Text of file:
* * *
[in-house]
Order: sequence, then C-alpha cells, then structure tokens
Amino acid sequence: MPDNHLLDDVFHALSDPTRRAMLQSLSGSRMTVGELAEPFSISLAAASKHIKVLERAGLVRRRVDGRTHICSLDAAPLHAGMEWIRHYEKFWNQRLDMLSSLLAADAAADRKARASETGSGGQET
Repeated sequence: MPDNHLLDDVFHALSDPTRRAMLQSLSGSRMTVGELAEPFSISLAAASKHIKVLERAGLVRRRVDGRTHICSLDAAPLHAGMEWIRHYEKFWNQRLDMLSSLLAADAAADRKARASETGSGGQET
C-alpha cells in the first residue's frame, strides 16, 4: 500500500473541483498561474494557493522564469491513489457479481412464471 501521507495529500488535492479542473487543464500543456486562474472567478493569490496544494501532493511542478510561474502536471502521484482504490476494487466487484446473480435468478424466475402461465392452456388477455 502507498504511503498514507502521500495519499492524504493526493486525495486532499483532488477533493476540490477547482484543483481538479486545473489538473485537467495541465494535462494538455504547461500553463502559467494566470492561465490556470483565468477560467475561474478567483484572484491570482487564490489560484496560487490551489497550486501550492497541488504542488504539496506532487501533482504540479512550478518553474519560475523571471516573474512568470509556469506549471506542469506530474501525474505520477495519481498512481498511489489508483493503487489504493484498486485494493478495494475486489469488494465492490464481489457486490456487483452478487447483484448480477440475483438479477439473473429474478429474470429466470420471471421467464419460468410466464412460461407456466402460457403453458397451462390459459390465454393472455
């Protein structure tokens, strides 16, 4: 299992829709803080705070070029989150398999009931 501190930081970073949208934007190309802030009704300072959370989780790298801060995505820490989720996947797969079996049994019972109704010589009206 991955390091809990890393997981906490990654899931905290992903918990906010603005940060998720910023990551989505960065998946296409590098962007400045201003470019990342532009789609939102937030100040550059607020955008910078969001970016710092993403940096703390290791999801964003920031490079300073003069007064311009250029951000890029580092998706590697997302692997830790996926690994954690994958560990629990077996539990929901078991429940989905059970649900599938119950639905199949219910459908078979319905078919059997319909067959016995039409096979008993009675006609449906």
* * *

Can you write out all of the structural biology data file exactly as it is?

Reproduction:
[in-house]
Order: sequence, then C-alpha cells, then structure tokens
Amino acid sequence: MPDNHLLDDVFHALSDPTRRAMLQSLSGSRMTVGELAEPFSISLAAASKHIKVLERAGLVRRRVDGRTHICSLDAAPLHAGMEWIRHYEKFWNQRLDMLSSLLAADAAADRKARASETGSGGQET
Repeated sequence: MPDNHLLDDVFHALSDPTRRAMLQSLSGSRMTVGELAEPFSISLAAASKHIKVLERAGLVRRRVDGRTHICSLDAAPLHAGMEWIRHYEKFWNQRLDMLSSLLAADAAADRKARASETGSGGQET
C-alpha cells in the first residue's frame, strides 16, 4: 500500500473541483498561474494557493522564469491513489457479481412464471 501521507495529500488535492479542473487543464500543456486562474472567478493569490496544494501532493511542478510561474502536471502521484482504490476494487466487484446473480435468478424466475402461465392452456388477455 502507498504511503498514507502521500495519499492524504493526493486525495486532499483532488477533493476540490477547482484543483481538479486545473489538473485537467495541465494535462494538455504547461500553463502559467494566470492561465490556470483565468477560467475561474478567483484572484491570482487564490489560484496560487490551489497550486501550492497541488504542488504539496506532487501533482504540479512550478518553474519560475523571471516573474512568470509556469506549471506542469506530474501525474505520477495519481498512481498511489489508483493503487489504493484498486485494493478495494475486489469488494465492490464481489457486490456487483452478487447483484448480477440475483438479477439473473429474478429474470429466470420471471421467464419460468410466464412460461407456466402460457403453458397451462390459459390465454393472455
């Protein structure tokens, strides 16, 4: 299992829709803080705070070029989150398999009931 501190930081970073949208934007190309802030009704300072959370989780790298801060995505820490989720996947797969079996049994019972109704010589009206 991955390091809990890393997981906490990654899931905290992903918990906010603005940060998720910023990551989505960065998946296409590098962007400045201003470019990342532009789609939102937030100040550059607020955008910078969001970016710092993403940096703390290791999801964003920031490079300073003069007064311009250029951000890029580092998706590697997302692997830790996926690994954690994958560990629990077996539990929901078991429940989905059970649900599938119950639905199949219910459908078979319905078919059997319909067959016995039409096979008993009675006609449906």